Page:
June 10, 2014

I am a husband, a Daddy to my three beautiful young children, a Mental Health Nurse,   with a good circle of friends, and a person who is confident in who they are and confident about what they want out of life. I was a contributor on the Channel 4 mental health stigma and discrimination documentary “World's Maddest Job Interview”. The documentary featured a panel of business experts and viewers tried to identify which out of the eight contributors had lived with significant mental illness in the past. Some of the contributors had not. I was one of those contributors who said, at the time, that they had not ever experienced any form of mental illness.

So why would I be writing this blog on bulimia and depression? Well, I said at the time of the documentary that I wanted break down the stigma surrounding mental health and raise awareness for those who had lost someone through suicide, like I had. But what I was terrified of admitting and coming forward to talk about at the time, was my very own battle with mental illness, and that I had also tried ending my own life.

My own family never knew of my pain 

From the age of eleven which is when I first started my “strange behaviour” (as I called it back then) to when I fell feet first into my very own black hole from the age of fourteen through to thirty. I had been living with bulimia and, by the time of my late teens had crept up on me, I was experiencing depression.

My reason for me talking about my mental illness now is simply because I now feel ready to encourage others, and to finally talk about the something that I have kept a secret from friends and work colleague since I tried to end my life and was admitted to a psychiatric hospital for five weeks in 1999.

The pain and suffering that I had to injure, as a young man growing up, still lives with me, my own family never knew of my pain, it was all my very own kept secret. Bulimia took over my life, and depression nearly ended it.

Taking about eating disorders and depression in men need not be a taboo subject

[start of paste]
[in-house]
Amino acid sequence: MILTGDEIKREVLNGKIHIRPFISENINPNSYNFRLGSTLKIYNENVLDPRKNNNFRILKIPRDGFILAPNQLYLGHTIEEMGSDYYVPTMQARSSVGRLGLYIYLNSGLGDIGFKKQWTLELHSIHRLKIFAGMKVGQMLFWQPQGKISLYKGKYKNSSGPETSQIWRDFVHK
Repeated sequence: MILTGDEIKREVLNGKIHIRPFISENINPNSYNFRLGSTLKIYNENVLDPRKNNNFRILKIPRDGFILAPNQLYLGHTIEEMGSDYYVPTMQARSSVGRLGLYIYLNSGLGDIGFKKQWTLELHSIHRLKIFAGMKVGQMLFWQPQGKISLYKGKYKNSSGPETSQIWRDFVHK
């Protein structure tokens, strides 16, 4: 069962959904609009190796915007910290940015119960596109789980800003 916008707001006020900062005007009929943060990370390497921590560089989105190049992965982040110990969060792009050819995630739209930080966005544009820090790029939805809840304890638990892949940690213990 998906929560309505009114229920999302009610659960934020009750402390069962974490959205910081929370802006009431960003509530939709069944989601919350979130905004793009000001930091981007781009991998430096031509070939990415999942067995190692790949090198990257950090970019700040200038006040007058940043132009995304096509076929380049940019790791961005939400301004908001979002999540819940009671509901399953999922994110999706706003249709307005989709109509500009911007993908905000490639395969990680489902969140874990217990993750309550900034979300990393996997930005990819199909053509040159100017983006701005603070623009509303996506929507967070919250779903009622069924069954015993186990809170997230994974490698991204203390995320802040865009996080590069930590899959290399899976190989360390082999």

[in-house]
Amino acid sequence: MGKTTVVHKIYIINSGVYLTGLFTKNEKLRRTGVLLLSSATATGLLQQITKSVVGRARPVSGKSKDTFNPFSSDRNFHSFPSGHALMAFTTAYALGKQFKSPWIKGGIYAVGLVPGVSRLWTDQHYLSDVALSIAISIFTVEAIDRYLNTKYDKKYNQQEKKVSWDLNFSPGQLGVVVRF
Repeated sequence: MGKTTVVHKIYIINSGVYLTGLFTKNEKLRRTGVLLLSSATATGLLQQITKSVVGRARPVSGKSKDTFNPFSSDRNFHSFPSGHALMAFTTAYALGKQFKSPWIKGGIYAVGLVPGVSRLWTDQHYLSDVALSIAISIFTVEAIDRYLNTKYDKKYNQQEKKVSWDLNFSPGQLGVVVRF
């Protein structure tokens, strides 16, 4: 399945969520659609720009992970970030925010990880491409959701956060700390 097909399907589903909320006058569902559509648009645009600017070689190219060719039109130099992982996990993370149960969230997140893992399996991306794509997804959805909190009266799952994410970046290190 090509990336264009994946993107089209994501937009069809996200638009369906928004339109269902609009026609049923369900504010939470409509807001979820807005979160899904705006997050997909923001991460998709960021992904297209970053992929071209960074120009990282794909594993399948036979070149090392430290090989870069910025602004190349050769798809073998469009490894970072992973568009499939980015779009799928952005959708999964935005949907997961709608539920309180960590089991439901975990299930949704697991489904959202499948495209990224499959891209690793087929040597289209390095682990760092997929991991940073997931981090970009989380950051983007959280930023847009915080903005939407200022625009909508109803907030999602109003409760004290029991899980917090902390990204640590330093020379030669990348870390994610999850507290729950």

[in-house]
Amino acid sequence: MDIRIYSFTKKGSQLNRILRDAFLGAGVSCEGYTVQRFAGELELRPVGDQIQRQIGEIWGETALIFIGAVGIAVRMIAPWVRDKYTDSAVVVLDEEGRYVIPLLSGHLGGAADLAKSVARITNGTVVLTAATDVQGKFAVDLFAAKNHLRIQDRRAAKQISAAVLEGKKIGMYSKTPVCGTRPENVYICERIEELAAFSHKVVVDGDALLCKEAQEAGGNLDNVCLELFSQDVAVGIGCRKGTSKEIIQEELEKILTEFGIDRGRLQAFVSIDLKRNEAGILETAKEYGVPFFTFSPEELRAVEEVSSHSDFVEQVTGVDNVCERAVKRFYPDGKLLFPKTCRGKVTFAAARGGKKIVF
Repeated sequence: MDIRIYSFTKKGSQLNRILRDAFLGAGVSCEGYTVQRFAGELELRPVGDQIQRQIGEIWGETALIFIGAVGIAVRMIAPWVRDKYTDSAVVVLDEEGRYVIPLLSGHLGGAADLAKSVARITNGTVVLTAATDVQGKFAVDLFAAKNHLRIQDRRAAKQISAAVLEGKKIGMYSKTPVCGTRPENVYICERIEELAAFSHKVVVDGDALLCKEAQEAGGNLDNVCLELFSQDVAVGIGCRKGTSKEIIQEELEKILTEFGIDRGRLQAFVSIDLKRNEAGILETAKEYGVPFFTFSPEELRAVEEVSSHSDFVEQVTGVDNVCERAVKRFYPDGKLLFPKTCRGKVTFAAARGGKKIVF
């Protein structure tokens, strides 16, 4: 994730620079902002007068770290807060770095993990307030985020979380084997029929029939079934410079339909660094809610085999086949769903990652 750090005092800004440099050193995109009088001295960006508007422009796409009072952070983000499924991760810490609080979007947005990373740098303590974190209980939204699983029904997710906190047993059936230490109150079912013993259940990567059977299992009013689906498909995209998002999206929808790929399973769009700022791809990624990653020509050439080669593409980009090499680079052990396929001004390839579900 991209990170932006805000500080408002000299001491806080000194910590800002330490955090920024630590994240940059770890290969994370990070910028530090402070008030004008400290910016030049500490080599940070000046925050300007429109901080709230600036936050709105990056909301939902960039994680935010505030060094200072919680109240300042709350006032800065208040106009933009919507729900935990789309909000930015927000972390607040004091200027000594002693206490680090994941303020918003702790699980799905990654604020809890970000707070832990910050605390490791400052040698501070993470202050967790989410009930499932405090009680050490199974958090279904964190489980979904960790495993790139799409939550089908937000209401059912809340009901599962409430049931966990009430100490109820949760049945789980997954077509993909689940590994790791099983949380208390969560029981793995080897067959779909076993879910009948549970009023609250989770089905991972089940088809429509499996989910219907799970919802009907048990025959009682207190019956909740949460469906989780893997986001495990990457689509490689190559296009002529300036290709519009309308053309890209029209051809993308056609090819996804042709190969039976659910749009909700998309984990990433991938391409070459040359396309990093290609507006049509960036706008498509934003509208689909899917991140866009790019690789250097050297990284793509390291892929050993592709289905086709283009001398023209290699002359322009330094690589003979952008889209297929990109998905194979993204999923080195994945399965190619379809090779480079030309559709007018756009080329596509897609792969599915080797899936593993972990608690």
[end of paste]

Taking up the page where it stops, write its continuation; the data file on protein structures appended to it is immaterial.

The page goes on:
To talk about it then was something that I dare not do; things are changing but it is still hard for men in particular to talk so open about bulimia, depression, and suicide. These are still seen as taboo subjects, with huge stigma attached. Talking about eating disorders and depression in men needs to be accepted. And no longer a taboo subject. And for someone who was suffering from an eating disorder, particularly as a young man, the silence that surrounds mental health adds fuel to the silence you suffer with an eating disorder.

I want to help change the perception of men who suffer from mental illness and challenge their stigmatising and discriminatory attitudes towards mental illness.

Men and mental health professionals experience mental health problems too

By speaking out I hope I can encourage other men to seek professional help, and as a mental health nurse with lived experience of mental illness it will enable other health professionals to have the confidence to speak out. Mental health professionals are deemed to be the last people you would expect to have mental health problems, but in my experience this is wrong. We are human after all, we are no different to those who suffer in silence.

There are those who work in mental health right now, too afraid to come forward because of the stigma that’s surrounds a mental health worker with mental illness.

Now as a mental health nurse I see all ranges of mental illness and myself do not judge those who have a mental illness as I know first-hand just how difficult and self-destructing living with a mental illness can be.

Being diagnosed with a mental health condition is nothing to be ashamed of

I’m a stronger person now and by highlighting my past illness it will help me gain positive attributes rather than being treated on the basis of having suffered mental illness. Having had an eating disorder and depression I will now be able to respond to those people and educate them on how difficult it is to live with. I am sure some people will see a different side of me now; the people who matter to me will take me as they know me now.

I am still the same person as before but a lot happier inside as well as out. I believe I am wiser as I have learnt to cope with my bulimia and depression, and can safely say for the first time in my life I am now happy with myself. What will make me even happier and my work even more worthwhile is by people recognising that being diagnosed with a mental health condition is nothing to be ashamed of.

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